Château de Flaugergues

Montpellier, France

The Château de Flaugergues is one of many follies erected by wealthy merchants surrounding the city. The castle preserves antique furniture and collection of Flemish tapestries.

The follies in the region were constructed by aristocrats serving the French king. In 1696, Etienne de Flaugergues, member of the Cour des Comptes, bought a piece of land and built which henceforth carried his name. It took him 45 years to give the existing house its current appearance. From then on, Flaugergues became an example for the various other follies constructed by wealthy merchants surrounding Montpellier.

In 1811, the Boussairolles family bought the estate, and Charles Joseph de Boussairoles designed the orangerie and the park in English garden style in 1850. Inherited by generations of nobles, it still gives an idea of the life of the French nobility in the 17th century.

It is not so much the building itself as the use that is made of the area surrounding it that makes Flaugergues interesting architecturally speaking. The architect is not known, but it is certain that there have been multiple people working on the estate between 1696 and 1730. Much use is made of the difference in terrain level, creating separate spaces within the garden and making the mansion look grander than it in fact is.

The façade is cut in half by a doorway with Doric pilasters, carrying an entablature with rose sculpted metopes. The different levels of the house are emphasized by bands, which was fashionable in the 17th century. The large windows give the first level an air of importance, while the back wall of the building is almost blind.

The most striking part of Flaugergues is the interior, with the staircase taking up almost one-third of it. Every floor is served by this staircase with its characteristic hanging key vaults and forged iron banisters.

Since Roman times, vines have been grown on this spot. A descendant of Jean-Baptiste Colbert now produces the Flaugergues wine.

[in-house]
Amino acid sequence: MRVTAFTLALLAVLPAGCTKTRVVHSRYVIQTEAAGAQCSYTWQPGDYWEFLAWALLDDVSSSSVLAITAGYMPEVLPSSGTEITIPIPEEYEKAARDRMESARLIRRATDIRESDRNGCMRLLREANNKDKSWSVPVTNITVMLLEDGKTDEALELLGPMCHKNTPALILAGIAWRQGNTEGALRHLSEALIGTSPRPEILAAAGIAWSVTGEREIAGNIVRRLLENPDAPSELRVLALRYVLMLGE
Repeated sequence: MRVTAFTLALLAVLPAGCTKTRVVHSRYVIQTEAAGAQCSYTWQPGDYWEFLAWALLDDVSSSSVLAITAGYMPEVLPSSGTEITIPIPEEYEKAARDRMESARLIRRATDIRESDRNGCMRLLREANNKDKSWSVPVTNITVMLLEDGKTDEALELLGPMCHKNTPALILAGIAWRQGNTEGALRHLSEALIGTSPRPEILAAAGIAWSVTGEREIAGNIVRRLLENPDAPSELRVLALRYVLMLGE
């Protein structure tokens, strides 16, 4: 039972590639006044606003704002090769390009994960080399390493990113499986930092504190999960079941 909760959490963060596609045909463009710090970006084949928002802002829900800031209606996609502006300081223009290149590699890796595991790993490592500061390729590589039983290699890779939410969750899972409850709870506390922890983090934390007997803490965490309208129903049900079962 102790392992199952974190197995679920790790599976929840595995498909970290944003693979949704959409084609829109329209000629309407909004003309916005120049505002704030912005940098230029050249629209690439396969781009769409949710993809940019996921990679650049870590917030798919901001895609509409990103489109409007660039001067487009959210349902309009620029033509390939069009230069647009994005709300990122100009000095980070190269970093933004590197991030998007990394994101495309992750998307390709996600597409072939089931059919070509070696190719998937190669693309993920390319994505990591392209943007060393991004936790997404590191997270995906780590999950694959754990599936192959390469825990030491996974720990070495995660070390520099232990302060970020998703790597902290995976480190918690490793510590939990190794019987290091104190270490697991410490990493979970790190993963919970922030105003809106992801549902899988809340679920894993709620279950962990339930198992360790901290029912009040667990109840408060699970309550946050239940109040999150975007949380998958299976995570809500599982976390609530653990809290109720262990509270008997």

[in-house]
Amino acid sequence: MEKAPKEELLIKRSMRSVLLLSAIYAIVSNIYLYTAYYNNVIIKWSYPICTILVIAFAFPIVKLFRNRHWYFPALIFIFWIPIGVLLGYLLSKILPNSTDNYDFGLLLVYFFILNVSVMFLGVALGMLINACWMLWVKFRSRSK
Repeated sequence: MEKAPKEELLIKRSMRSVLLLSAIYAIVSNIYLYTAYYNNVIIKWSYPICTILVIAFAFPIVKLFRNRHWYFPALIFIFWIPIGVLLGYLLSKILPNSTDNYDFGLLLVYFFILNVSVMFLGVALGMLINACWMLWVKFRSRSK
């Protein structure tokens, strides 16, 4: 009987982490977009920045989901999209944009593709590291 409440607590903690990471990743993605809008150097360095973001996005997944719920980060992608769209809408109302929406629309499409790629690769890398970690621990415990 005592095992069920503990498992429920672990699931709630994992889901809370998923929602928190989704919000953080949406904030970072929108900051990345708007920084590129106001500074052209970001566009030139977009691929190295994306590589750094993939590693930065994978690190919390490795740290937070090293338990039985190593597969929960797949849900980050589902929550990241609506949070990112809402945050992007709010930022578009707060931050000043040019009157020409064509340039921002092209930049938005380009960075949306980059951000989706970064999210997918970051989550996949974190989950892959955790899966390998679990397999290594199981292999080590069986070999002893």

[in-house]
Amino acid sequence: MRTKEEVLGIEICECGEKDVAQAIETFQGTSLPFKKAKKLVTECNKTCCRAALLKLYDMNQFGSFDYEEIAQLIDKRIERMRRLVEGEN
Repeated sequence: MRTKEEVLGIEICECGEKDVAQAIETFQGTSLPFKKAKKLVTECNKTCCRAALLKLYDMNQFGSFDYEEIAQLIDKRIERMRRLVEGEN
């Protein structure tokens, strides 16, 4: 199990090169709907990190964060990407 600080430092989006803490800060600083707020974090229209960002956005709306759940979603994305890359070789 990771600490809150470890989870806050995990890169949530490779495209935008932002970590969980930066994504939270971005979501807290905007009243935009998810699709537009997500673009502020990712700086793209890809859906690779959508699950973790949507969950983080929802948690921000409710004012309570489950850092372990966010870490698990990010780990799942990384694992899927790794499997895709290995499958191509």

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Founded: 1696-1741
Category: Palaces, manors and town halls in France


4.3/5 (based on Google user reviews)

User Reviews

CLIVE WILKINS (50 days ago)
Very pleasant garden and helpful staff.
Motorhome Quest (15 months ago)
Website not properly updated to reflect opening times and what is available. We arrived in the morning and were told we have to wait until the afternoon in order to go into the castle, and only with a guide. We did not want to waste a whole day here so left. The gardens would not have held our attention for 4 hours.
Yana Vorushylo (15 months ago)
Very nice family vineyard, with a lot of green gardens, well maintained. Relaxing and enjoyable to walk. The wine tour itself gives you a good introduction and understandable explanation into wine production and characteristics of the region. The personnel is very friendly and nice! We finished on a (of course) "tasty" wine tasting, to put our new knowledge into practice. Very recommended!
Thomas Lund (2 years ago)
I would give this place a pass if you are only in Montpellier for a short time. We went on a Sunday and seemed to be the only people there. We started with a tasting which felt rushed and the wines were just okay. After that we walked through the gardens which certainly do not support the 7€/person price tag. Overall nothing was bad but the whole experience is not something I would do again.
Olivia Lodise (2 years ago)
Organized my sister's wedding reception here. Everyone was wonderful to work with. They were very communicative and easy-going, but also organized. The castle family owners own and work the restaurant, constantly interacting with their guests. The food was delicious, unique, and beautiful presented. The pictures throughout the grounds were stunning. The castle was unique and very interesting to tour, although it it smaller than the stereotypical castles. The wines were wonderful, with lots of flavors and tanins in various ones. The winery was interesting to tour and to see everything up close, especially with the wine tasting afterwards. There are not many options for the wine tasting, but the selections give you the opportunity compare tastes well. There are also world-renowned art pieces in the castle that would will never see elsewhere. There is history there you will struggle to find anywhere else. The people are very nice. There is also a sweet dog on the premise who will bring you tennis balls to throw so that she can play fetch with all the guest. I strongly recommend stopping by, even if only for lunch on a Wednesday.
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